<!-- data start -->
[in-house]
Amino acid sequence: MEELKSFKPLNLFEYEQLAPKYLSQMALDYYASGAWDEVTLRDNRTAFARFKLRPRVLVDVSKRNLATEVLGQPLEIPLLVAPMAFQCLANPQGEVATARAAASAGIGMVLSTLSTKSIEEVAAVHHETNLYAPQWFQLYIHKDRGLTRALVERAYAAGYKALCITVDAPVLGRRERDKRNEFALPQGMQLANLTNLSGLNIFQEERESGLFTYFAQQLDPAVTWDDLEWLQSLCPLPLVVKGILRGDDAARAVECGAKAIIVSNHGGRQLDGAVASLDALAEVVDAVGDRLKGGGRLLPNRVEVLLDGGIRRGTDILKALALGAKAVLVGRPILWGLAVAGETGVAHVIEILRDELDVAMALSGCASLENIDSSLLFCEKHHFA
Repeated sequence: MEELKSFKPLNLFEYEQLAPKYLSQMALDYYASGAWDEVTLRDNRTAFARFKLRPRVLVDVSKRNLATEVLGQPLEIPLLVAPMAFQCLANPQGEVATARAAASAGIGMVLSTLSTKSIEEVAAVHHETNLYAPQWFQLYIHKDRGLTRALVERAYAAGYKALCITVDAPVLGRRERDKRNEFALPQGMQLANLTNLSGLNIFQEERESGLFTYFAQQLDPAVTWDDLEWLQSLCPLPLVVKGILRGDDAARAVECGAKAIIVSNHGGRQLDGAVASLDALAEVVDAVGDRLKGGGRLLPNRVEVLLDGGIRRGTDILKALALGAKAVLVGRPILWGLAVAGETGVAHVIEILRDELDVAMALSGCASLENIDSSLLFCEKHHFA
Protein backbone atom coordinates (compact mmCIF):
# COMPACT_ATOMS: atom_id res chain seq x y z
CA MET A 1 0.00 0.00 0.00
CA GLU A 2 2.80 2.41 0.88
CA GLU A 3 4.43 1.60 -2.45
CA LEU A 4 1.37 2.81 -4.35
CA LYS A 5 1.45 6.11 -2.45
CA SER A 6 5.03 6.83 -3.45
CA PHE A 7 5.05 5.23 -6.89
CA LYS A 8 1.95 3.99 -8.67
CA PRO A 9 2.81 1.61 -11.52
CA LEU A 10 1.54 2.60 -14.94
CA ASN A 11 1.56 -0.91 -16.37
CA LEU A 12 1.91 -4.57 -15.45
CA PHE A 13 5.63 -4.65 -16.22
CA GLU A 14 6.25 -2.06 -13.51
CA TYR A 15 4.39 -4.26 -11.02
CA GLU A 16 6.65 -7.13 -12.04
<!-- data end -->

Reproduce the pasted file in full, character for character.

[in-house]
Amino acid sequence: MEELKSFKPLNLFEYEQLAPKYLSQMALDYYASGAWDEVTLRDNRTAFARFKLRPRVLVDVSKRNLATEVLGQPLEIPLLVAPMAFQCLANPQGEVATARAAASAGIGMVLSTLSTKSIEEVAAVHHETNLYAPQWFQLYIHKDRGLTRALVERAYAAGYKALCITVDAPVLGRRERDKRNEFALPQGMQLANLTNLSGLNIFQEERESGLFTYFAQQLDPAVTWDDLEWLQSLCPLPLVVKGILRGDDAARAVECGAKAIIVSNHGGRQLDGAVASLDALAEVVDAVGDRLKGGGRLLPNRVEVLLDGGIRRGTDILKALALGAKAVLVGRPILWGLAVAGETGVAHVIEILRDELDVAMALSGCASLENIDSSLLFCEKHHFA
Repeated sequence: MEELKSFKPLNLFEYEQLAPKYLSQMALDYYASGAWDEVTLRDNRTAFARFKLRPRVLVDVSKRNLATEVLGQPLEIPLLVAPMAFQCLANPQGEVATARAAASAGIGMVLSTLSTKSIEEVAAVHHETNLYAPQWFQLYIHKDRGLTRALVERAYAAGYKALCITVDAPVLGRRERDKRNEFALPQGMQLANLTNLSGLNIFQEERESGLFTYFAQQLDPAVTWDDLEWLQSLCPLPLVVKGILRGDDAARAVECGAKAIIVSNHGGRQLDGAVASLDALAEVVDAVGDRLKGGGRLLPNRVEVLLDGGIRRGTDILKALALGAKAVLVGRPILWGLAVAGETGVAHVIEILRDELDVAMALSGCASLENIDSSLLFCEKHHFA
Protein backbone atom coordinates (compact mmCIF):
# COMPACT_ATOMS: atom_id res chain seq x y z
CA MET A 1 0.00 0.00 0.00
CA GLU A 2 2.80 2.41 0.88
CA GLU A 3 4.43 1.60 -2.45
CA LEU A 4 1.37 2.81 -4.35
CA LYS A 5 1.45 6.11 -2.45
CA SER A 6 5.03 6.83 -3.45
CA PHE A 7 5.05 5.23 -6.89
CA LYS A 8 1.95 3.99 -8.67
CA PRO A 9 2.81 1.61 -11.52
CA LEU A 10 1.54 2.60 -14.94
CA ASN A 11 1.56 -0.91 -16.37
CA LEU A 12 1.91 -4.57 -15.45
CA PHE A 13 5.63 -4.65 -16.22
CA GLU A 14 6.25 -2.06 -13.51
CA TYR A 15 4.39 -4.26 -11.02
CA GLU A 16 6.65 -7.13 -12.04